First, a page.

Code:
path/to/ci/index.php <controller> <function>
where <controller> = the name of your script controller, and <function> = The function in that controller.


RE: Cronjob via HTTP - CroNiX - 05-06-2015

There are also services available to automate cronjobs via HTTP, which use dedicated IPs to send the requests from:
https://www.setcronjob.com/


RE: Cronjob via HTTP - Urastor - 05-06-2015

@Silentium:
Yes, this is what I know already, but I tested it once with http and with the file method. The file method gave me an error right away, because /path/to/index.php cronjobs update is not a file.

For the http request I created this method in the cronjobs Controller:

PHP Code:
   public function update_news_until_data()
 
   {
 
       if($this->input->is_cli_request() === TRUE)
 
           echo 'cronjob ausgeführt';
 
       else
            echo 
'kein cli request';
 
   


when executing it through the cronjob (yeah, I can directly execute it via the interface) i get 'kein cli request' = no cli request.

Or did I get you wrong?

@CroNiX:
Hm.. the key could be a possibility, but I think I will wait for some more feedback, but I keep this in mind. Wink

For the other answer.. I don't think it will do some difference, because my webhost can execute cronjobs via http and make them in a interval. Tongue The problem is, that everyone else who knows the controller/method, can execute it, and this is something i don't want.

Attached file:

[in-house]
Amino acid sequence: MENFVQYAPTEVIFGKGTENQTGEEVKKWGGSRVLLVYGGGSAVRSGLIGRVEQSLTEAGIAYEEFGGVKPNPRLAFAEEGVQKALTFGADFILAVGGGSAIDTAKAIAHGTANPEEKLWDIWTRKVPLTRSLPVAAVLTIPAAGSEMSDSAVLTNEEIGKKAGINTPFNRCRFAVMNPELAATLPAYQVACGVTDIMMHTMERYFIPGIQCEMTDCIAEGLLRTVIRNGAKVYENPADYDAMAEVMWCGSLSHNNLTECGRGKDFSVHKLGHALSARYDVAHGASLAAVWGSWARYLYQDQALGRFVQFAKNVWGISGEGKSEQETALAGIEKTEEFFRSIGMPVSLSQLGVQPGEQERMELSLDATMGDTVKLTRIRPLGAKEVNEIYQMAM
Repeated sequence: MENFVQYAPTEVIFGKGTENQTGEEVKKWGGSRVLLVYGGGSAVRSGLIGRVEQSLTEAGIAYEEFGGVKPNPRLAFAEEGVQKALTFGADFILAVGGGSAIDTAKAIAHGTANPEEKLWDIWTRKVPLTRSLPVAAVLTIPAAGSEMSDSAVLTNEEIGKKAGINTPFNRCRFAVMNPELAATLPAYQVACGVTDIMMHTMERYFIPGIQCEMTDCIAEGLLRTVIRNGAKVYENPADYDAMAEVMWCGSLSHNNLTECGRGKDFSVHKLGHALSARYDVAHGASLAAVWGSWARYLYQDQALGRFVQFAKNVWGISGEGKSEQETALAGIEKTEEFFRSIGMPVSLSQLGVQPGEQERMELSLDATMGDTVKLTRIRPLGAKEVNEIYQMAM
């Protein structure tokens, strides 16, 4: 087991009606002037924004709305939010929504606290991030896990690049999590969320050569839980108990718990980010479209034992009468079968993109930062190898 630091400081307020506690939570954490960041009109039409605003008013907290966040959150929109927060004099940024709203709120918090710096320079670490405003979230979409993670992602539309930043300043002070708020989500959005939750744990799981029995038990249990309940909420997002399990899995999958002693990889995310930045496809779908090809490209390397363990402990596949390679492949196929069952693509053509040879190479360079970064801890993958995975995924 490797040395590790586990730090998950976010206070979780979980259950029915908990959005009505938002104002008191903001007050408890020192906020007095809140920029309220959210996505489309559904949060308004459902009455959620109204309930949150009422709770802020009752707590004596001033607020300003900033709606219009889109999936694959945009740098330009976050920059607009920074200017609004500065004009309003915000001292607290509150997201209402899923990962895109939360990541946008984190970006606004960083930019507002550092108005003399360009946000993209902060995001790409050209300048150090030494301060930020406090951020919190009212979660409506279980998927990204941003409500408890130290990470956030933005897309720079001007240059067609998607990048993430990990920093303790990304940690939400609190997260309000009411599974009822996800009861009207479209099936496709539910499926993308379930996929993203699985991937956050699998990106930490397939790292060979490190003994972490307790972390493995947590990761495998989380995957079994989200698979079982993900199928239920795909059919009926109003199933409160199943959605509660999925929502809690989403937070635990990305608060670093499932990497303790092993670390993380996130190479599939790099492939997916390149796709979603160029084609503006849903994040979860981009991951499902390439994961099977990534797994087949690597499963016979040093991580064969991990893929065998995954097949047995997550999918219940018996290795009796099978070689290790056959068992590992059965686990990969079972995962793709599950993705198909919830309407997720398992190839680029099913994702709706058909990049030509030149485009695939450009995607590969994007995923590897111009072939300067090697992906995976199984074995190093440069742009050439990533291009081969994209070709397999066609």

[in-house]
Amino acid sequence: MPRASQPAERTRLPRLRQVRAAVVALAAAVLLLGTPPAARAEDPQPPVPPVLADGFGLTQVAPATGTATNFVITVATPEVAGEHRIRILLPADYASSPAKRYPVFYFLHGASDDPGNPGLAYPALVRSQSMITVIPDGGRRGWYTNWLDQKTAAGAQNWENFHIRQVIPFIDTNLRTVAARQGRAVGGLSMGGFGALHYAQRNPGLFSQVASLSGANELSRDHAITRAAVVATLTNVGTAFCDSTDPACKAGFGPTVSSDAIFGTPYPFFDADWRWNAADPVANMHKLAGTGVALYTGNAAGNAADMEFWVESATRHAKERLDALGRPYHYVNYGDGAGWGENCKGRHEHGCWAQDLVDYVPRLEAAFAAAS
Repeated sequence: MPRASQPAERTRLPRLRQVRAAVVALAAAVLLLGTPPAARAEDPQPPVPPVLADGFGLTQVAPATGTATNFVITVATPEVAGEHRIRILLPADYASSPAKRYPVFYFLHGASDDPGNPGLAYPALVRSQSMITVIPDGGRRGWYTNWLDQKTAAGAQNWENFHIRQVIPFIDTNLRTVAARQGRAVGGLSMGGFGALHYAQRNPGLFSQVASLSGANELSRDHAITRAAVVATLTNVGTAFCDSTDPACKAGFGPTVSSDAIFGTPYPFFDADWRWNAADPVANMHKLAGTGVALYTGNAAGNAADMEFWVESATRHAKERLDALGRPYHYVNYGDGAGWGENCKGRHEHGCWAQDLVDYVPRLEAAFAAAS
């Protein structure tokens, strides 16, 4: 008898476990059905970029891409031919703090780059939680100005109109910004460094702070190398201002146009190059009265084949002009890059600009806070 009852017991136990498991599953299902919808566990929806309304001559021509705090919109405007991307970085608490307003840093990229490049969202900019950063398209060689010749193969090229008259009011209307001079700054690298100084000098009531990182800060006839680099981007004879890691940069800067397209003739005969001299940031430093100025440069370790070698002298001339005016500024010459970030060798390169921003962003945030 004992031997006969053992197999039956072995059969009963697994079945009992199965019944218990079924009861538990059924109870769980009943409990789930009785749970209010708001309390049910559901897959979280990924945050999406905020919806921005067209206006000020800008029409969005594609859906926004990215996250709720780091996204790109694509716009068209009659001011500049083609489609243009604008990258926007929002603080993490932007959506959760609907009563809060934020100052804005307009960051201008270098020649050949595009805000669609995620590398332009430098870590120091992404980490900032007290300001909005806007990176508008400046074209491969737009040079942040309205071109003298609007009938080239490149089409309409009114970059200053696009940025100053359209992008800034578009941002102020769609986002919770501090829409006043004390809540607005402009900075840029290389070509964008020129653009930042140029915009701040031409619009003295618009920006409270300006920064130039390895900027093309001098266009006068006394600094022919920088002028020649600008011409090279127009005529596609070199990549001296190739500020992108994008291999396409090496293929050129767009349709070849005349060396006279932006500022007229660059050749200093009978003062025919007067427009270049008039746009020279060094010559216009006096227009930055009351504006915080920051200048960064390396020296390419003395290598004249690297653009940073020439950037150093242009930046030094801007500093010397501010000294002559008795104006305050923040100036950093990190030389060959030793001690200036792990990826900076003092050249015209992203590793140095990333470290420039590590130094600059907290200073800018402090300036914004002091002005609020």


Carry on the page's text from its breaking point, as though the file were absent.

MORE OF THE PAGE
RE: Cronjob via HTTP - CroNiX - 05-06-2015

You can also set a custom HTTP header that gets sent with the request from your server and check for it in the controller.

The benefit of using an external service to execute your cronjobs is you don't have to worry about uptime/server problems in case something is wrong with your local machine, or net connection, etc. Some of them are free to use for up to x requests/day, like the one I linked to. Others are more secure as they use an authentication system, which your app can check for.


RE: Cronjob via HTTP - Urastor - 05-06-2015

(05-06-2015, 03:31 PM)CroNiX Wrote: The benefit of using an external service to execute your cronjobs is you don't have to worry about uptime/server problems in case something is wrong with your local machine, or net connection, etc. Some of them are free to use for up to x requests/day, like the one I linked to. Others are more secure as they use an authentication system, which your app can check for.

No, no, I use a external host, so I don't think there are issues. I also think, if the server has problems with the connection, the cronjob should not be executed.
But I get the point what you're trying to say.

On the other hand a auth system to validate the request would be kinda cool..


(05-06-2015, 03:31 PM)CroNiX Wrote: You can also set a custom HTTP header that gets sent with the request from your server and check for it in the controller.

You mean executing a script in a folder, which sends a http request?

I first thought of executing a script in a secure folder, which uses curl to execute the url.


RE: Cronjob via HTTP - Lolivaress - 05-06-2015

Try this http://zaachi.com/2013/10/29/php-protection-public-cron-jobs.html